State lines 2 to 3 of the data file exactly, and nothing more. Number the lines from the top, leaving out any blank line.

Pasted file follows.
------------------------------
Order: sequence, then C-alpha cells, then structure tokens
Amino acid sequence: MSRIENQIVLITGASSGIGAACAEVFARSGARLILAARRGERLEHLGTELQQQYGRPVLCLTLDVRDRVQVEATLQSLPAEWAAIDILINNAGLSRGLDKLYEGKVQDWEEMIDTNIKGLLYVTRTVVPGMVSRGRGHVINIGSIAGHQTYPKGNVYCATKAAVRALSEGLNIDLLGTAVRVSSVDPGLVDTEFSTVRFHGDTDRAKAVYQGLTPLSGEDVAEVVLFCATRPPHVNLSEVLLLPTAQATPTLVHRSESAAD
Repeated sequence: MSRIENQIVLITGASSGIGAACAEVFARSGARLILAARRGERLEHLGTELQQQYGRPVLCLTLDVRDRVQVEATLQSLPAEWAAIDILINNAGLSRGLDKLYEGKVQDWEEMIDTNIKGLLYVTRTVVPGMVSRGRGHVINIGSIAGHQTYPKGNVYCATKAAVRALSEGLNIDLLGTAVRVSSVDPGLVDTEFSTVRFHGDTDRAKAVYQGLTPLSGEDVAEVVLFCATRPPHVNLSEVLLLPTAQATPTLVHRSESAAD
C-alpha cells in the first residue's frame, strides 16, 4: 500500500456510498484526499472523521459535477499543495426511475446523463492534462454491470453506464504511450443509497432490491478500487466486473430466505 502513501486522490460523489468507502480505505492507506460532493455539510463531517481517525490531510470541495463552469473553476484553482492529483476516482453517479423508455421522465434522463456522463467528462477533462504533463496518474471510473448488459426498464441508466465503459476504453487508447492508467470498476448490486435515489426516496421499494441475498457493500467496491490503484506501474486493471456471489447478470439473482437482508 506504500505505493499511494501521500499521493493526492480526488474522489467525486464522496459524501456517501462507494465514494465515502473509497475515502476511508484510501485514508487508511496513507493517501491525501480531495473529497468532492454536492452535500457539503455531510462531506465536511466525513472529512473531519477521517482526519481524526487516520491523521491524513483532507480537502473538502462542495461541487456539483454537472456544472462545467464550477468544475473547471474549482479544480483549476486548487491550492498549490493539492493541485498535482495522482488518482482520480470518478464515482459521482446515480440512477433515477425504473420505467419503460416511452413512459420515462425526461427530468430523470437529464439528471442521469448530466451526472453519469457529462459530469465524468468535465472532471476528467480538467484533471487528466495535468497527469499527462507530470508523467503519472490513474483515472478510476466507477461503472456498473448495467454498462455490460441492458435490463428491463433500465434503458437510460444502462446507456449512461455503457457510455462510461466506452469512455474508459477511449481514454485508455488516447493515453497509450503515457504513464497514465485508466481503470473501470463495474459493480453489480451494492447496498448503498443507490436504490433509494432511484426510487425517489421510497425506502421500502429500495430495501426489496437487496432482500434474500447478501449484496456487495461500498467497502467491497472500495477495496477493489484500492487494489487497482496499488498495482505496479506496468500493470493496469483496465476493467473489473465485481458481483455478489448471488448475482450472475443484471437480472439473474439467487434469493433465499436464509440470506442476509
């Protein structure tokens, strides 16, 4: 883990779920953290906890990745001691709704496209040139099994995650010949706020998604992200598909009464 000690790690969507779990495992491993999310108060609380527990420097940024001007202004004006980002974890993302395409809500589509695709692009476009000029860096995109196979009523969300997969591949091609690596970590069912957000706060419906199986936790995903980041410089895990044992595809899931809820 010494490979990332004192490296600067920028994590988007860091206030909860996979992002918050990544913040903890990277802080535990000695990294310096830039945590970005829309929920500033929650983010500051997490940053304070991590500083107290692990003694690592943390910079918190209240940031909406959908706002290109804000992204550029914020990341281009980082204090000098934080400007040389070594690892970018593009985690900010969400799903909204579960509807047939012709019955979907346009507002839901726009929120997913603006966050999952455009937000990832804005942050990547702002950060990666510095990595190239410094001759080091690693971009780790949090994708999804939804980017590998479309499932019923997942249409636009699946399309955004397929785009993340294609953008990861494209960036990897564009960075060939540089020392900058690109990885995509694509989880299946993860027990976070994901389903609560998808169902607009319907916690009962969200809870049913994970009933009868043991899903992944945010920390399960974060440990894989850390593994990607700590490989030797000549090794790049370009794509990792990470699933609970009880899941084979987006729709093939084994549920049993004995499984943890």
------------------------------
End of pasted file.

Amino acid sequence: MSRIENQIVLITGASSGIGAACAEVFARSGARLILAARRGERLEHLGTELQQQYGRPVLCLTLDVRDRVQVEATLQSLPAEWAAIDILINNAGLSRGLDKLYEGKVQDWEEMIDTNIKGLLYVTRTVVPGMVSRGRGHVINIGSIAGHQTYPKGNVYCATKAAVRALSEGLNIDLLGTAVRVSSVDPGLVDTEFSTVRFHGDTDRAKAVYQGLTPLSGEDVAEVVLFCATRPPHVNLSEVLLLPTAQATPTLVHRSESAAD
Repeated sequence: MSRIENQIVLITGASSGIGAACAEVFARSGARLILAARRGERLEHLGTELQQQYGRPVLCLTLDVRDRVQVEATLQSLPAEWAAIDILINNAGLSRGLDKLYEGKVQDWEEMIDTNIKGLLYVTRTVVPGMVSRGRGHVINIGSIAGHQTYPKGNVYCATKAAVRALSEGLNIDLLGTAVRVSSVDPGLVDTEFSTVRFHGDTDRAKAVYQGLTPLSGEDVAEVVLFCATRPPHVNLSEVLLLPTAQATPTLVHRSESAAD